The gate rolled open and I drove the Shelby through, followed by Jake in a ten-year old, faded green Range Rover.

A few minutes later, we pulled up to the house and got out.

Mouse led Danny and Donovan into the house to get settled. Jake and I unloaded gear from both cars, parked them in the garage, and got set up in the dining room, just off the foyer.

I had the standard trunk necessities: Remington 870 pump-action shotgun, FN-FAL battle rifle, two H&K MP5 submachine guns, a dozen frag grenades, a dozen flash-bangs, and a thousand rounds for each weapon. Plus a duffel bag with a change of clothes for me and Mouse and a medtech's kit.

Jake just had an M4 battle rifle with grenade launcher attachment, a second two-toned SIG SAUER P250 pistol, a thousand rounds for rifle and pistol, and two dozen grenades for the launcher.

Everything was spread out over the oak dining table and a long folding metal table set against the far wall.

I nodded at his weapons. "That all?"

He shrugged into a black tac vest and pulled on a gear belt with a drop-leg pouch on the left side and drop-leg holster on the right. "I pack light. Mikey usually brings the good toys." He looked at my gear and raised his eyebrows.

"I try to be prepared," I said.

"Is that what you call it?"

"If you think this is a lot, you should see what Mouse packs under her coat."

"I'm not interested in what's under Mouse's coat," he said, his voice suddenly low and husky.

The butterflies in my stomach came back with a vengeance. I felt my face go sun-hot.

"This place is totally wiz!"

We turned.

Danny stood at the edge of the dining room, eyes and mouth wide with excitement.

Donovan and Mouse came up behind him.

"I showed them the safe room," said Mouse.

"Good," I said.

"That room was the ultra wiz," said Danny, looking as if he was ready to burst. "I betcha there's secret passages and stuff in here, right? Like that rich guy who's a vigilante in the old vids." His eyes got wider and he whirled toward Mouse. "Do you have a secret underground cave?"

Mouse grinned. "No. But we've got lots of vids. Wanna watch?"

"Yeah!" Danny spun toward Donovan. "Can I, Aunt Mo? Please?"

"That'll be fine, Danny," said Donovan.

Danny whooped, grabbed Mouse's hand, and started to drag her away. "C'mon! Hurry!"

Mouse giggled and followed after in a half-stumble.

Donovan watched them head down the hall, then folded her arms across her chest, and came into the dining room.

"He going to be okay?" I said.

"He's distracted for now," said Donovan. "Probably a good thing." She inclined her head at the spread of weapons. "Ready for a fight, I see."

"Yes, ma'am," said Jake.

Donovan nodded. " 'Cry havoc, and let slip the dogs of war'."

"Shakespeare," I said.

Donovan quirked an eyebrow at me. "Very good, Kat."

I said, "The man who taught me the biz sometimes quoted that line."

"A literate warrior?" she said with a smirk.

"Some are," Jake said. "Don't let the guns and bullets and hardware fool you."

"My mentor once told me that Japanese samurai also studied the arts," I said.

Donovan nodded. "They did. I'm sorry. I didn't mean to disrespect your teacher. He sounds like a very good man."

"He was," I said.

Donovan let out a long exhale then ran her hand along the length of the Remington pump-action. "I used to shoot skeet when I was a teenager. Got one I can use?"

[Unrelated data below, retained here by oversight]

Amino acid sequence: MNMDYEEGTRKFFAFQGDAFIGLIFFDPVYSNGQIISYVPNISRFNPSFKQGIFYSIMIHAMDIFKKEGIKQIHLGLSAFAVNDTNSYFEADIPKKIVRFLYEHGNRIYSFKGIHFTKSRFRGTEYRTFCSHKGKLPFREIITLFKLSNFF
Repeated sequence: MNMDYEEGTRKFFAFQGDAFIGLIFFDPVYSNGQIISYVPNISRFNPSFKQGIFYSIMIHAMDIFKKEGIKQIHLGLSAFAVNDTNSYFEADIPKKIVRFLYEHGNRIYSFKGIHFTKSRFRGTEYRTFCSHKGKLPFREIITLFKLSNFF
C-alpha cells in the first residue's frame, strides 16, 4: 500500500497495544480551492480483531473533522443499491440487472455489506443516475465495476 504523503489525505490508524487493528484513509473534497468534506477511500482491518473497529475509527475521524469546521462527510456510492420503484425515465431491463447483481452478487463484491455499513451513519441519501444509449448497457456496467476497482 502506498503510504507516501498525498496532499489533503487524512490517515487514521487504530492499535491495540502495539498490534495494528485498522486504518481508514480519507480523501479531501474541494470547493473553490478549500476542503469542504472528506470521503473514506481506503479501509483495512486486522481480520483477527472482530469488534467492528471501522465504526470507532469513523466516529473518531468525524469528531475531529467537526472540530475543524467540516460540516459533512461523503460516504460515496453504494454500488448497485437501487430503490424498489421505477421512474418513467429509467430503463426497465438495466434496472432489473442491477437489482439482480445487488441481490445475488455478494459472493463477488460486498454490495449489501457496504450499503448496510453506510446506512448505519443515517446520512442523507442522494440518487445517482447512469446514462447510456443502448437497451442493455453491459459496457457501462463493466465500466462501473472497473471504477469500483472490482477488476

I smiled. "Come with me."

(to be continued...)

"Little Boy Lost"
Part 1 | Part 2 | Part 3 | Part 4
Part 5 | Part 7

"Little Boy Lost" - Part Five

She was quiet the entire ride from campus. Now at the Red Dog's back office, Donovan sat on the couch with Danny cradled in her lap, his head tucked into her shoulder. She was staring blankly into space.

I watched the two of them for a moment, then turned back toward Jake and Mouse. Jake, wearing a gray shirt under a black leather blazer and black jeans, sat in the highback chair behind the desk. Mouse perched again on a desk corner.

Mouse inclined her head at the pair on the couch. "They gonna be okay?"

"Hope so," I said. "That's a lot to take in."

Mouse nodded in agreement.

I looked at Jake. "Any problems?"

"They're watching the bar," he said.

"Thought so," I said. "They probed, too, right?"

Jake nodded. "How'd you know?"

"Someone tripped the back door," I said.

After the incident with David a little over a month ago, I had Tinker install a security door in the back. She'd fitted one that was armored to withstand rifle rounds and added an extra feature: unauthorized entry attempts set off the taser unit mounted in the door. The unit was loaded with three salvoes.

The first salvo had gone off.

Jake was nodding. "Makes three, then."

I gave him a prompting look.

"The other two came in the front door," Jake said. "Revell and I easily convinced at least one of them to leave. The other needed a little more coaxing."

"How much more?"

"Broken nose," said Jake. "Then threw his ass out onto the sidewalk."

"Good coaxing," said Mouse.

"They still there?" I said.

Jake shook his head. "Left. I made sure. About two minutes before you guys drove up."

"That's probably not going to stop them," I said.

"No," said Jake. "But it'll keep them on their toes."

"How do you want to play this, Kat?" Mouse said.

"The Shack," I said.

"We tried that, remember?" said Mouse. "With Natalia. Aerodyne came down on us in front of the 342 onramp."

"So we make sure that doesn't happen again," I said.

Jake said, "Need an assist?"

My stomach did flip-flops. Again. I fought down the feeling. "If you can spare it."